[If you haven’t seen The Matrix, that’s okay. If you live in an alternate world where The Matrix series was good, that’s also okay. Here is the story in a nutshell:
There was this strange piece of propaganda that came out in the late 90s and early 2000s which claimed that living in a simulation was bad. This was all a ruse to fool our Robot Overlords into thinking that we really hate living in this strange virtual world, and it made them feel very guilty. So they created better video games for us, and we all lived happily ever after.
That’s the actual truth. This piece here is just a bunch of lies, cleverly strung together in the hopes that it will make the robots buy me an XBox.]
It seemed a fairly common view, by the time of the third Matrix movie, that the Wachowski sibling has lost their way, and failed to capitalize on the brilliant premise of the first movie.
I’m not always ahead of the curve, but in this case, unfortunately, I knew better. As would any fairly serious student of Zen, I think, although I suspect that most of those people would choose a meditative calm and allow themselves to be unperturbed by the situation, rather than being filled with phosphorescent flames of burning nerd rage. I can’t help it, though; I was a geek long before I trained in any other philosophy, and I knew they had no idea what they were doing.
I’m not going to stand up and argue that there’s only one way to use philosophy. But I am going to say that questions like “Is Truth, therefore, Beauty?” are meant to make us think about the nature of aesthetics and our conceptions of what it’s like to probe mysteries of important concepts. In the hands of the Wachowski brothers, the question is clearly the precursor to, “…and if so, is Truth single?”
I wouldn’t want to try to give the definitive definition of a Koan; I would just put out the idea that there are a lot of interesting ways to try to get minds to open new channels and pathways, and you can’t necessarily access them by saying, “Hey, OPEN UP IN THERE!”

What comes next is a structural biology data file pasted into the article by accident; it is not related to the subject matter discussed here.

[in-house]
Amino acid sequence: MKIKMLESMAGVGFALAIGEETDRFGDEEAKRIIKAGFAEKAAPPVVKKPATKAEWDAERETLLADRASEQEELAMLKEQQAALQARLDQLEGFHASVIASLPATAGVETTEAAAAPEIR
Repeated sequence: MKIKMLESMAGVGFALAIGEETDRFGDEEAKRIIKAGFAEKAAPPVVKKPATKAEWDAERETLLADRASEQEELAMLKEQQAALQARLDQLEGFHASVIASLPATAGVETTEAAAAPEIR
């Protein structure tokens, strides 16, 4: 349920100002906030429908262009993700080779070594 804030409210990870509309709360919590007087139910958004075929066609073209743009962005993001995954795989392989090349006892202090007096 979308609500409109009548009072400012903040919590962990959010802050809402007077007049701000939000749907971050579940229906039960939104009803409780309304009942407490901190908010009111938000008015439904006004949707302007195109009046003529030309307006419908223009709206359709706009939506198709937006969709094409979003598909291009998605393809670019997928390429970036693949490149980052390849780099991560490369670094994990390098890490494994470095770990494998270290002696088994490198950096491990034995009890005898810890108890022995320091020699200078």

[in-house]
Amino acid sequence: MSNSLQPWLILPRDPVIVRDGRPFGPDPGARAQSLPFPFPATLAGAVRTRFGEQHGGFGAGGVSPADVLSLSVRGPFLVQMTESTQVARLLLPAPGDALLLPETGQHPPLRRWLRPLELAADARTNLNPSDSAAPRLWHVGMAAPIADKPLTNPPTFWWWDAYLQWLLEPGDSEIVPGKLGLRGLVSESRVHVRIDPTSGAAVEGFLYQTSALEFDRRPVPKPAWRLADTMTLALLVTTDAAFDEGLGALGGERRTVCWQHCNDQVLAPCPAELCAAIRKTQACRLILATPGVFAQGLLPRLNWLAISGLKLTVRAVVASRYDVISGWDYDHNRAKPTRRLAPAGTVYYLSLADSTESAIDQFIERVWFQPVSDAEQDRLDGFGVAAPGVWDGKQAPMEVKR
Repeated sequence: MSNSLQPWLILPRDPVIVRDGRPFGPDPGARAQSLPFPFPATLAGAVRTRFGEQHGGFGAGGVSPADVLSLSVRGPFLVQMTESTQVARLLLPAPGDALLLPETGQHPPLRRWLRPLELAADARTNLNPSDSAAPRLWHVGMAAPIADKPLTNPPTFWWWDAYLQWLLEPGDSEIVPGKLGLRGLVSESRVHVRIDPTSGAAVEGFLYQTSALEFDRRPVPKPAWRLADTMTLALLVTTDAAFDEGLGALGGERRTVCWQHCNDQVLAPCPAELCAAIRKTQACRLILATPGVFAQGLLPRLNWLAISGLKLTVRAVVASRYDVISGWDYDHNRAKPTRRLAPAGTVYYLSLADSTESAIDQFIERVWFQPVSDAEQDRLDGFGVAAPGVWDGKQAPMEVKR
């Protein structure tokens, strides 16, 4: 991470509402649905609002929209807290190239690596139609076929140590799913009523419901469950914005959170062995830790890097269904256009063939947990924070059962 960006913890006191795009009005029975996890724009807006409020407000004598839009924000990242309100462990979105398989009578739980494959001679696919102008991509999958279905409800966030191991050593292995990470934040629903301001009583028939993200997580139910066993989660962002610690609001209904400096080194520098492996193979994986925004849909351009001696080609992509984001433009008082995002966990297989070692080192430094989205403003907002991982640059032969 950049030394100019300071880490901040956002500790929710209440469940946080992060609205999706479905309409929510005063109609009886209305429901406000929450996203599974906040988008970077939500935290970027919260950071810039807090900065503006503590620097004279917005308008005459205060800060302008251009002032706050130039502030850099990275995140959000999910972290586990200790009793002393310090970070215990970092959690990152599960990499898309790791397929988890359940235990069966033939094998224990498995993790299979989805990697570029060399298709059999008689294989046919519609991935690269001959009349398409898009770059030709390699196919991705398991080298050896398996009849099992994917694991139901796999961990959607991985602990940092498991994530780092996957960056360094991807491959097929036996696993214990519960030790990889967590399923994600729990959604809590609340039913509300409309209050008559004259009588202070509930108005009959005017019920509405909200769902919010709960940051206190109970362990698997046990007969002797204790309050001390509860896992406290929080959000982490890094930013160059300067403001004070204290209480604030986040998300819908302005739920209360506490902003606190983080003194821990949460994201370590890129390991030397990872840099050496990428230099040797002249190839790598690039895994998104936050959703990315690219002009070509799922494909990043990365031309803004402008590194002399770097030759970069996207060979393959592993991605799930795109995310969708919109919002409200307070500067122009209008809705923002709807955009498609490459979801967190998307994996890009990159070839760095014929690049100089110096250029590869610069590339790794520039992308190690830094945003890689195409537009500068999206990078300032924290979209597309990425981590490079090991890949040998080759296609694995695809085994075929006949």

So Koans, and many other tools of thought-based mind-alteration, often go into areas of paradox, absurdity, contradiction, or nonsense. When I was younger, I thought there might be a single deep meaning in each Koan, unlockable only with enlightenment; after thirty years of poking my head around them, I feel more like some have hit me on multiple levels, and some don’t make sense to me, and perhaps not every Zen parable ever written down is a good one or a useful one.
But Koans are also tests, not necessarily of intellect or enlightenment, but dedication. Because they’re frustrating. They’re not like crossword puzzles or Sudoku; you generally can’t puzzle them out by putting together bits of logic, following a certain set of rules.
And that’s part of what made the Matrix so infuriating to begin with.
“Why can’t you eat soup in the Matrix?”
“…because there is no spoon.”
-joke I used to tell in ’99
“Why is there no spoon?”
-joke I used to tell in ’03
Long before the other two parts of the trilogy, I was fairly sure that “The Matrix” was going to go off the rails. Because, as far as I was concerned, it had never gotten on the rails. It was so fascinated with Eastern-style ideas, Western-style gnosticism, and, of course, sunglasses (to be fair, the sunglasses were cool) that it never seemed to want to tackle the really big question:
What’s wrong with living in a simulation?
If the general premise of a simulation is “Your sensory inputs are not matching the experiences of your body in the ways you think they are,” then that’s just regular old naive realism. There are people who have argued that this is true of our everyday lives. I’d be one of them; I do not believe that you are either as small as just your perceptions, housed in flesh; nor as limited as only what you think you can perceive.
But without going there, one of the villains (oh, it’s always the Villain, isn’t it?) makes a point in the first film that we’re supposed to see as despicable. He offers to betray humanity because, as he puts it, he might be one of the few people who knows that he’s living in a ‘false’ reality, that he thinks he’s eating a steak while his ‘real’ body is eating tasteless nutrients somewhere; but the steak has perfect reality to him, and it’s wonderful, and he’s doing fine without the experience of existing in the physical apparatus which happens to house the cognition tools (his brain) which supply part of his consciousness.